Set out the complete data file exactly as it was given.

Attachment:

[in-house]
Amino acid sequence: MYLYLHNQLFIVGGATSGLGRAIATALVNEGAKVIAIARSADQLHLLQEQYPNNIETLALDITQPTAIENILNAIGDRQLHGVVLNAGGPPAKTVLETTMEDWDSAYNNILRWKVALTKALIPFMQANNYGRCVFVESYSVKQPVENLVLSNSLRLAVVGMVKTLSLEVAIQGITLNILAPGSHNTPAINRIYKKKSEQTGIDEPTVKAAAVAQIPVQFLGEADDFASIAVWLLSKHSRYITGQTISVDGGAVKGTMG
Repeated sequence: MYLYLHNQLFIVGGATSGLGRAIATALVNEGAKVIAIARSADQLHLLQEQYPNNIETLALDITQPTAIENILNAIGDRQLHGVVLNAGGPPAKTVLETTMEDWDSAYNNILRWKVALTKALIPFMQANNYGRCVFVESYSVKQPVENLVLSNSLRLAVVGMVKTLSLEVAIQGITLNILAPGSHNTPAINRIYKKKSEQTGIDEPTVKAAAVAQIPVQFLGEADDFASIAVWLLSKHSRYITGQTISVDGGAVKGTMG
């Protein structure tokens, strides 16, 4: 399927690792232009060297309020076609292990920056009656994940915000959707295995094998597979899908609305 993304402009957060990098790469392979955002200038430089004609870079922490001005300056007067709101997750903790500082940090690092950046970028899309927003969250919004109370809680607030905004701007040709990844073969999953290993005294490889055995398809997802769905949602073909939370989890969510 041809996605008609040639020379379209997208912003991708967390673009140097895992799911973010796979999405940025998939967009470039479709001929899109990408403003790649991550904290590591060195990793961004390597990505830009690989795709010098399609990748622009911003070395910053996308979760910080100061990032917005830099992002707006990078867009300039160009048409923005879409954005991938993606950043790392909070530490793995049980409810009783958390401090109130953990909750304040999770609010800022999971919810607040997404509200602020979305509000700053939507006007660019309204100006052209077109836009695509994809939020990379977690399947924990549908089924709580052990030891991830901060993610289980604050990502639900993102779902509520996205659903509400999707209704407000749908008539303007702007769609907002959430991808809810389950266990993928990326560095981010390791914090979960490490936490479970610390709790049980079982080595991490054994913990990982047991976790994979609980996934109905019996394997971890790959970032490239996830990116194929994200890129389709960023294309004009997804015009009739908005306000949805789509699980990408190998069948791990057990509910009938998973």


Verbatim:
[in-house]
Amino acid sequence: MYLYLHNQLFIVGGATSGLGRAIATALVNEGAKVIAIARSADQLHLLQEQYPNNIETLALDITQPTAIENILNAIGDRQLHGVVLNAGGPPAKTVLETTMEDWDSAYNNILRWKVALTKALIPFMQANNYGRCVFVESYSVKQPVENLVLSNSLRLAVVGMVKTLSLEVAIQGITLNILAPGSHNTPAINRIYKKKSEQTGIDEPTVKAAAVAQIPVQFLGEADDFASIAVWLLSKHSRYITGQTISVDGGAVKGTMG
Repeated sequence: MYLYLHNQLFIVGGATSGLGRAIATALVNEGAKVIAIARSADQLHLLQEQYPNNIETLALDITQPTAIENILNAIGDRQLHGVVLNAGGPPAKTVLETTMEDWDSAYNNILRWKVALTKALIPFMQANNYGRCVFVESYSVKQPVENLVLSNSLRLAVVGMVKTLSLEVAIQGITLNILAPGSHNTPAINRIYKKKSEQTGIDEPTVKAAAVAQIPVQFLGEADDFASIAVWLLSKHSRYITGQTISVDGGAVKGTMG
């Protein structure tokens, strides 16, 4: 399927690792232009060297309020076609292990920056009656994940915000959707295995094998597979899908609305 993304402009957060990098790469392979955002200038430089004609870079922490001005300056007067709101997750903790500082940090690092950046970028899309927003969250919004109370809680607030905004701007040709990844073969999953290993005294490889055995398809997802769905949602073909939370989890969510 041809996605008609040639020379379209997208912003991708967390673009140097895992799911973010796979999405940025998939967009470039479709001929899109990408403003790649991550904290590591060195990793961004390597990505830009690989795709010098399609990748622009911003070395910053996308979760910080100061990032917005830099992002707006990078867009300039160009048409923005879409954005991938993606950043790392909070530490793995049980409810009783958390401090109130953990909750304040999770609010800022999971919810607040997404509200602020979305509000700053939507006007660019309204100006052209077109836009695509994809939020990379977690399947924990549908089924709580052990030891991830901060993610289980604050990502639900993102779902509520996205659903509400999707209704407000749908008539303007702007769609907002959430991808809810389950266990993928990326560095981010390791914090979960490490936490479970610390709790049980079982080595991490054994913990990982047991976790994979609980996934109905019996394997971890790959970032490239996830990116194929994200890129389709960023294309004009997804015009009739908005306000949805789509699980990408190998069948791990057990509910009938998973």